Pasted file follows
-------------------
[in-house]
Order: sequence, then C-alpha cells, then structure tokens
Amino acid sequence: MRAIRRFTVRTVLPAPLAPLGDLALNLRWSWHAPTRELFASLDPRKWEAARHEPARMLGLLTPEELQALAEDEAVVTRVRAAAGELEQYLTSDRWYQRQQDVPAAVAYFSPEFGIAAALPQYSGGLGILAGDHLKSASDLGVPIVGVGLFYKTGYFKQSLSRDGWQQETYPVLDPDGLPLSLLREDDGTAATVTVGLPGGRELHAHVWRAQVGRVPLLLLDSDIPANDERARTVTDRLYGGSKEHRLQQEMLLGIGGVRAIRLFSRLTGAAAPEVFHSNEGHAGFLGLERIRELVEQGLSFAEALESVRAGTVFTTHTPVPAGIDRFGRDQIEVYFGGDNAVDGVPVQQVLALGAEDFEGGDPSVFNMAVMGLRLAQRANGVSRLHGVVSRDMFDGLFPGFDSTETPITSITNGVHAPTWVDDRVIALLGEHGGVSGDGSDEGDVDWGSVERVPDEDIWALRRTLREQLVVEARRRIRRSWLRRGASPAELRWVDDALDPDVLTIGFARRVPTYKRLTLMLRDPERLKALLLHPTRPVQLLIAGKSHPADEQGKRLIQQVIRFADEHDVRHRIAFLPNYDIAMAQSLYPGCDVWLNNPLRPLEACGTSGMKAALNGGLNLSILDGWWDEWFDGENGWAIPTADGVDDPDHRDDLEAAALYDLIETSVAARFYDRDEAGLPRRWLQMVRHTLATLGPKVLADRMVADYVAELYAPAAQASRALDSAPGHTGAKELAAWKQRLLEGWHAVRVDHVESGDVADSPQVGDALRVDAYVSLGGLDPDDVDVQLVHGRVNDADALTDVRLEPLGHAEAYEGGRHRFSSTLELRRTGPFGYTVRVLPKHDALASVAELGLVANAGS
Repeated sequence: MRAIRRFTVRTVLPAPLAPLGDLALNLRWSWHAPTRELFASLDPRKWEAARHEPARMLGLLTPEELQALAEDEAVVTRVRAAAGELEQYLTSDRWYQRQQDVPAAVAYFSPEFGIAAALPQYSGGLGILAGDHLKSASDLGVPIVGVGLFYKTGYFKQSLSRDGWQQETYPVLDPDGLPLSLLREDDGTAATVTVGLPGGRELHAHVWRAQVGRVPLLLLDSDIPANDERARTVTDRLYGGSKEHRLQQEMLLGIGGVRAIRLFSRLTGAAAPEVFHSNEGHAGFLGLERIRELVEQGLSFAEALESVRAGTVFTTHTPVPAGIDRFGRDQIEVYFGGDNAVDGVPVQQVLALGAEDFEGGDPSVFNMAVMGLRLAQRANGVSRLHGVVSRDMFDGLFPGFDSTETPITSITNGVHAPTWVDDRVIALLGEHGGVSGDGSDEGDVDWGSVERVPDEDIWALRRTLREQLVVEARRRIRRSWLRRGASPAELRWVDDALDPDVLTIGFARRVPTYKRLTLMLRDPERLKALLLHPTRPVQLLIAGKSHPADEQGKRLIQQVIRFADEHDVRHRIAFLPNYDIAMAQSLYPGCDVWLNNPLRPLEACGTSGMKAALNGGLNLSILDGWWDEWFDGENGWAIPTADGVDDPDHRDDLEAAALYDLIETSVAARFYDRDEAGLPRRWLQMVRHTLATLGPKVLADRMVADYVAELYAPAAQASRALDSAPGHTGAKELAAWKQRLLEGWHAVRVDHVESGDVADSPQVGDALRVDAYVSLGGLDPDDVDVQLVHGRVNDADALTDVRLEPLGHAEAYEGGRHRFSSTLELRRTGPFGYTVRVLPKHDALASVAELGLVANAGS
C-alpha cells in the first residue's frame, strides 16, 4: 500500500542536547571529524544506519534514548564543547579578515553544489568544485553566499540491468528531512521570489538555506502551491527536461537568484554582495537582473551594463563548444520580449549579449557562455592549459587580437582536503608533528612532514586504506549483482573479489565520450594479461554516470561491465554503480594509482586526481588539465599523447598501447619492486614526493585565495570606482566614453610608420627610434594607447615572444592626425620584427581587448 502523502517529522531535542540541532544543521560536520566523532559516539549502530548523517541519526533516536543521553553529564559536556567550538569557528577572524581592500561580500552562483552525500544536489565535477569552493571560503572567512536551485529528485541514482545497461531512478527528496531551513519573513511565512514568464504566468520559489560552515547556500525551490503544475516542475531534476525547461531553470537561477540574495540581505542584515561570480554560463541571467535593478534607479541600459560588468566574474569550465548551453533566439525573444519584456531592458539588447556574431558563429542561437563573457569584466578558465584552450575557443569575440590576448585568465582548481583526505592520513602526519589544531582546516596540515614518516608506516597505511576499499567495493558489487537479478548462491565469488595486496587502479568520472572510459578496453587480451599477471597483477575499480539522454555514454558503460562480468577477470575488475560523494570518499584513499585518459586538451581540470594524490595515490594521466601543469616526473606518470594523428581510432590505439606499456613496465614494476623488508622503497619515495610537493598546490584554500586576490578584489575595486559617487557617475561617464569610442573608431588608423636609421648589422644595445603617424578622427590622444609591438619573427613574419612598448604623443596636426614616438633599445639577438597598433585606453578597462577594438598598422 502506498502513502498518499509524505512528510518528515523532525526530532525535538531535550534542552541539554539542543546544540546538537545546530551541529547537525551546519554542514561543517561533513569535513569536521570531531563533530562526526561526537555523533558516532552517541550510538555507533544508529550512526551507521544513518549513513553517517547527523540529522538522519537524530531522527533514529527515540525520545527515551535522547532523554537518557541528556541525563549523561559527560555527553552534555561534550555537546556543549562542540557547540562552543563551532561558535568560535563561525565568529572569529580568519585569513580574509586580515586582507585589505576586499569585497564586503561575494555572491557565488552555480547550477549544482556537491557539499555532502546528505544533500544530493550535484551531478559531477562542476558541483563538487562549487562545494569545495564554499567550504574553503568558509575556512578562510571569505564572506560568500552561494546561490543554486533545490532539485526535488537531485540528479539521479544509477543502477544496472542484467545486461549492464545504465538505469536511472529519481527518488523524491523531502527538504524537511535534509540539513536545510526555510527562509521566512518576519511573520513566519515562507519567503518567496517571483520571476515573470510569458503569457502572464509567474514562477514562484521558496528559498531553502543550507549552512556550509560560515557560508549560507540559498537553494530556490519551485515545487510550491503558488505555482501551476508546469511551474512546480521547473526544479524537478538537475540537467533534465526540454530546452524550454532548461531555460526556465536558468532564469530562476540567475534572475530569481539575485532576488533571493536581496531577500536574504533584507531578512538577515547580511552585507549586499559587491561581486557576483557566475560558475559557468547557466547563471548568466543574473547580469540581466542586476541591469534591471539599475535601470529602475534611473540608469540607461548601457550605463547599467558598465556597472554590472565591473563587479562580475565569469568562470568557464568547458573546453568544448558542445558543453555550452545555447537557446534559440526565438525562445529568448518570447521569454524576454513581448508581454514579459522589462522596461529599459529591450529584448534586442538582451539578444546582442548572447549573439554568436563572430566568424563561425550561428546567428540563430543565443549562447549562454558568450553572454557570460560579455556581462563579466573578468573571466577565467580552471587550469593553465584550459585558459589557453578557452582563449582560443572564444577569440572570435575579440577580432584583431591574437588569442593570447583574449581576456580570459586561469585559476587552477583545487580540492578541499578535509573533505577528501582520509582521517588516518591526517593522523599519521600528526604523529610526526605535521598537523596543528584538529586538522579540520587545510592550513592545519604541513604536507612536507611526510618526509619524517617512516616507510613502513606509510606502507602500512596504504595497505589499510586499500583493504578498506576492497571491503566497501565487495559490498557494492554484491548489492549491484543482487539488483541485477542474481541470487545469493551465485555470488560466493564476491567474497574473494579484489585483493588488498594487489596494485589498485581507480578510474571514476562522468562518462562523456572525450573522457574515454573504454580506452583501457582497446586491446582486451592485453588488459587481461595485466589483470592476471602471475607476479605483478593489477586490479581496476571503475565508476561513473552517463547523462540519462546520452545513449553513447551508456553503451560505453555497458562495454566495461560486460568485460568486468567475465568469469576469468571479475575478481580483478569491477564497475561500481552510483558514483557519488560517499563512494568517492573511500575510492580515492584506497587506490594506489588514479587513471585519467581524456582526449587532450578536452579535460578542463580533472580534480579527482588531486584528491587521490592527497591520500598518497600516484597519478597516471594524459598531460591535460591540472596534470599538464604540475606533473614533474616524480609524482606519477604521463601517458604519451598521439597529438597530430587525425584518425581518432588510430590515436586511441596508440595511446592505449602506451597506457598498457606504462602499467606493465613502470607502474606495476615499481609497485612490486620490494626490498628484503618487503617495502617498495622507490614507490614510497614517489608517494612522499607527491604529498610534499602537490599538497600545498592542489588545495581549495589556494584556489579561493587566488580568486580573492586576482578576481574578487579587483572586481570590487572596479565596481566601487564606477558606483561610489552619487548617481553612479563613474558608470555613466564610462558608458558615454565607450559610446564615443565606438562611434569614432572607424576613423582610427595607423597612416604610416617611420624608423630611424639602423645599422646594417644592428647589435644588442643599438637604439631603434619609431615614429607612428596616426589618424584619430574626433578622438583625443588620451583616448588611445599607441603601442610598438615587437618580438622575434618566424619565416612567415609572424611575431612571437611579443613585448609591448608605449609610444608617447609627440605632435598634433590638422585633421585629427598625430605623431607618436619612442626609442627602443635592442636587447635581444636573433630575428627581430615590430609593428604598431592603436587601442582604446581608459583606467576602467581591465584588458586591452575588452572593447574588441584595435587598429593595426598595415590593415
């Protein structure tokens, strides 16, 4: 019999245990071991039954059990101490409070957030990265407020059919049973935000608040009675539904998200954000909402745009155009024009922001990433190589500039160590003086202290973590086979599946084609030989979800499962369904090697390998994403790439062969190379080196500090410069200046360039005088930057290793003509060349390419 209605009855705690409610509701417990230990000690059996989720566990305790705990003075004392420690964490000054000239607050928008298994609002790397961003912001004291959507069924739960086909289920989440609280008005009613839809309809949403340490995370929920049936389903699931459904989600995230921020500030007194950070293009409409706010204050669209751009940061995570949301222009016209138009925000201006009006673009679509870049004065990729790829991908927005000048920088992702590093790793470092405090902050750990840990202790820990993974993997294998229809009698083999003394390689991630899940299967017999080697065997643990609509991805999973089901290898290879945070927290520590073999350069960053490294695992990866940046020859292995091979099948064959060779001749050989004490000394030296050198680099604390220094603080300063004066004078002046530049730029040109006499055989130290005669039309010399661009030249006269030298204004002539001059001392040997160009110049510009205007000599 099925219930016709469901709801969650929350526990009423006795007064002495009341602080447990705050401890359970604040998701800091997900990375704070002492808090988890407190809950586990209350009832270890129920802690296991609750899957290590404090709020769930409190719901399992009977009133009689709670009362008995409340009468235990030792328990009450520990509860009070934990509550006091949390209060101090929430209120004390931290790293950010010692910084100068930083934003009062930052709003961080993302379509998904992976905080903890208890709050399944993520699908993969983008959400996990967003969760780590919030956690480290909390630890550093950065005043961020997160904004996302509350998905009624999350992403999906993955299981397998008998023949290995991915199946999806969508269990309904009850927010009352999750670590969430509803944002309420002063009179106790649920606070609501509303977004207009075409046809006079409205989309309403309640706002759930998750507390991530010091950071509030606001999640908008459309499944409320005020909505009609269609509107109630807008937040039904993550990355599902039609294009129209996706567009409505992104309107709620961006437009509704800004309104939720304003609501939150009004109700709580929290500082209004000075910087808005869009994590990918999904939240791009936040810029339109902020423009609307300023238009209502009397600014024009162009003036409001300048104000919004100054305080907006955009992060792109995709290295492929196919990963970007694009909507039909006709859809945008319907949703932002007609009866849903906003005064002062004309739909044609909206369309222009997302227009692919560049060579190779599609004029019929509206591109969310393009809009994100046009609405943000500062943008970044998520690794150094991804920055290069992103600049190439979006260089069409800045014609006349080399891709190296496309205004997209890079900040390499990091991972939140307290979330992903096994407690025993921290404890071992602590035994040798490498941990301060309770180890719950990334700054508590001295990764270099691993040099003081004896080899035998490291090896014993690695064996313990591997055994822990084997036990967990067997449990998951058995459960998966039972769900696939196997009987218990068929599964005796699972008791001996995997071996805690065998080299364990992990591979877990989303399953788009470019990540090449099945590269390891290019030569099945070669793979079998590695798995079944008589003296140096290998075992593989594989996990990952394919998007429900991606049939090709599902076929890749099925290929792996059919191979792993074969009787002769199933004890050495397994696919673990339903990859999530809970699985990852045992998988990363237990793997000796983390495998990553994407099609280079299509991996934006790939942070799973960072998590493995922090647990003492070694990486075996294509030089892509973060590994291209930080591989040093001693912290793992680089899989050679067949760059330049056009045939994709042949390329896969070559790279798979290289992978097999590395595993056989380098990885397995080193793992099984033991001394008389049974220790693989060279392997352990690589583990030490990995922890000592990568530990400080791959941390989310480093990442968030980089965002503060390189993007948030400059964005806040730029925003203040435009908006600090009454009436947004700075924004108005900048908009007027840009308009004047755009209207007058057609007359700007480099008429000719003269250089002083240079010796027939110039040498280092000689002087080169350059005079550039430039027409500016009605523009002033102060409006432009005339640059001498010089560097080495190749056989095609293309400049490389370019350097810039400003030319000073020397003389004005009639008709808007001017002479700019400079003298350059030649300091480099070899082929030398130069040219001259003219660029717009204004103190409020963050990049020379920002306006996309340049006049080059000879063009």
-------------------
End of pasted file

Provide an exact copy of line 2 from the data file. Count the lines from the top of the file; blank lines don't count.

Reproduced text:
Order: sequence, then C-alpha cells, then structure tokens